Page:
Thus, faithful citizenship requires that we participate in debates on matters affecting the common good. We either do that or we can shy away in cynicism and many have done so through emigration. But, when we engage in or participate in the questioning of public affairs we are actually upholding what is sacred to our country: the principles of democracy. In this respect, faithful citizenship calls every Catholic to actively give space for his faith to enter into the public sphere.

Concretely, it means that we must give space to knowing Christ first. And in the matter of education, our children must come to know Christ because it will be their duty in the future to bring Christ to a world waiting in great labour for a Saviour of the world and his Gospel to be made known to them.

Monday, 27 August 2007

21st Sunday in Ordinary Time Year C

How would you feel if I told you that three quarter of you… three quarter of the people sitting here will go to hell? I suspect an initial reaction would be “surprise”, i.e., “from which part of the Pre-Vatican II hell is he from”?, followed by “such judgemental attitude”. But beyond this initial reaction I think lies a reality which is hitherto unquestioned by so many of us. In actual fact, it does not come into our horizon at all and it is the reality of hell where you or I can go to. I call it an unquestioned reality simply because of what I hear at eulogy… Through the many eulogies at funerals, I have come to a realisation that our conception of life and death is almost “mechanical”… mechanical in the sense that, I live… or shall I say, I meander along in life and I die and it is assumed that life continues along the same trajectory after death. And that whatever happens in this life has nothing to do with the quality of the next life. It is almost as if the next life were inevitable. The fact is that there are people whose lives are questionable. I am saying this not because I am judgemental but a person who doesn’t practise his faith, has no sense of belonging to a faith community, but is adulterous and yet at death, is given a “Catholic” burial. At the end of the service, a family member gives a eulogy of this person’s life. The thing is the eulogy sounds more like a canonisation process. The person whose life is questionable is already a “saint” enjoying beatific vision, never mind that there is purification still before we ever can come into God’s presence.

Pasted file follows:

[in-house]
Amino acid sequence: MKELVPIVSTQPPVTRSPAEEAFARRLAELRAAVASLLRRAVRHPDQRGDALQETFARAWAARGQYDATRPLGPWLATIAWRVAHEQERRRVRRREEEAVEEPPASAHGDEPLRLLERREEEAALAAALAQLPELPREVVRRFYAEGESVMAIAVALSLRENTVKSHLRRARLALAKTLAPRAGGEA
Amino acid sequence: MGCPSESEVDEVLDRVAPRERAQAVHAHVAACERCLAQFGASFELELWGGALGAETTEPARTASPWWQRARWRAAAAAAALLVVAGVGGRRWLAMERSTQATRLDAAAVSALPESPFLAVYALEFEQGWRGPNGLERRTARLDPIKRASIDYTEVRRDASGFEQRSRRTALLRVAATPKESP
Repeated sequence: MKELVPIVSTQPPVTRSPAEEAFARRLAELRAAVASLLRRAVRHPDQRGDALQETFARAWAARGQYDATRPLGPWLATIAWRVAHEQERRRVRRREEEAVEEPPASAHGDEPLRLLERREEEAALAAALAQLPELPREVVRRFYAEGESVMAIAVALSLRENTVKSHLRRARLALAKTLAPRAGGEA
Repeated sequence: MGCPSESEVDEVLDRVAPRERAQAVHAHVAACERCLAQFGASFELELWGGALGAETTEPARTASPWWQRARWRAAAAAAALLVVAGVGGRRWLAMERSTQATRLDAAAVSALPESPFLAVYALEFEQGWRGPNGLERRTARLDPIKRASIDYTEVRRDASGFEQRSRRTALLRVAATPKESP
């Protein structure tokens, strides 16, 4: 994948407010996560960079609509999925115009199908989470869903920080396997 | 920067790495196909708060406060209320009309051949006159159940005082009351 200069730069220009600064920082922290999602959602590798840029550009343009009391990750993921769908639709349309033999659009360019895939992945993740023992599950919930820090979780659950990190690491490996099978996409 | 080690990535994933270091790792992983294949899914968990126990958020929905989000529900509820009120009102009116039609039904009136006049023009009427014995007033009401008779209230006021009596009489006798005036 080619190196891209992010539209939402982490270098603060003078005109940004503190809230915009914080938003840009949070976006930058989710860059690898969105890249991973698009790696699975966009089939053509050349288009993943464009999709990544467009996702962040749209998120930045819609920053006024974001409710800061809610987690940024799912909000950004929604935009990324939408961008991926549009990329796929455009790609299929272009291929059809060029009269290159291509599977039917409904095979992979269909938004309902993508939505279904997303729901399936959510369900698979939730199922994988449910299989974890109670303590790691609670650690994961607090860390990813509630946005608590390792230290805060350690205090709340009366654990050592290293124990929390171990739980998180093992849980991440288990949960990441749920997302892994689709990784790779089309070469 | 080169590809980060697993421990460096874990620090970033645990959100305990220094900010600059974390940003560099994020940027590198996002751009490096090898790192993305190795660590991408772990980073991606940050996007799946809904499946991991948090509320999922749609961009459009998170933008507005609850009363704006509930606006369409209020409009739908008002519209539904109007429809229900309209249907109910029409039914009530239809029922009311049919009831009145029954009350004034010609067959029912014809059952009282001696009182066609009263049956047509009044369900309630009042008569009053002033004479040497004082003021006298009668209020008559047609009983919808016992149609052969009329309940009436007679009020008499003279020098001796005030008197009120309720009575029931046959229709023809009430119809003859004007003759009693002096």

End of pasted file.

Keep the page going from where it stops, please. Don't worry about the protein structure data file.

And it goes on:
Today, Jesus is reminding us that people can be shut out of life. Hell is a distinct possibility. But somehow, I get a sense that we are unable to “feel” hell and the urgency of the possibility of hell does not affect us. Perhaps it is a good occasion to think about hell.

Firstly, part of the reason hell is inconceivable is because our idea of God is a soft one—an idea which posits the incompatibility of a good God with hell. How could God ever consign a person to hell? This is backed up by our reaction towards innocent suffering. “What kind of God allows such a thing to happen to an innocent child”? However, today’s Gospel clearly indicates not only the reality of hell but that the notion of God must necessarily include hell. Why? Because hell is the absence of God. Hell is not a place for God to consign us to. Rather, hell is when we shut God out of our lives. If you decide not to choose God meaning that you have chosen to live without God, the consequence of that choice is hell. In the Eucharistic Prayer I, we say, “save us from final damnation and count us amongst those you have chosen”. Damnation is NOT the result of God not choosing us but rather of us not choosing God.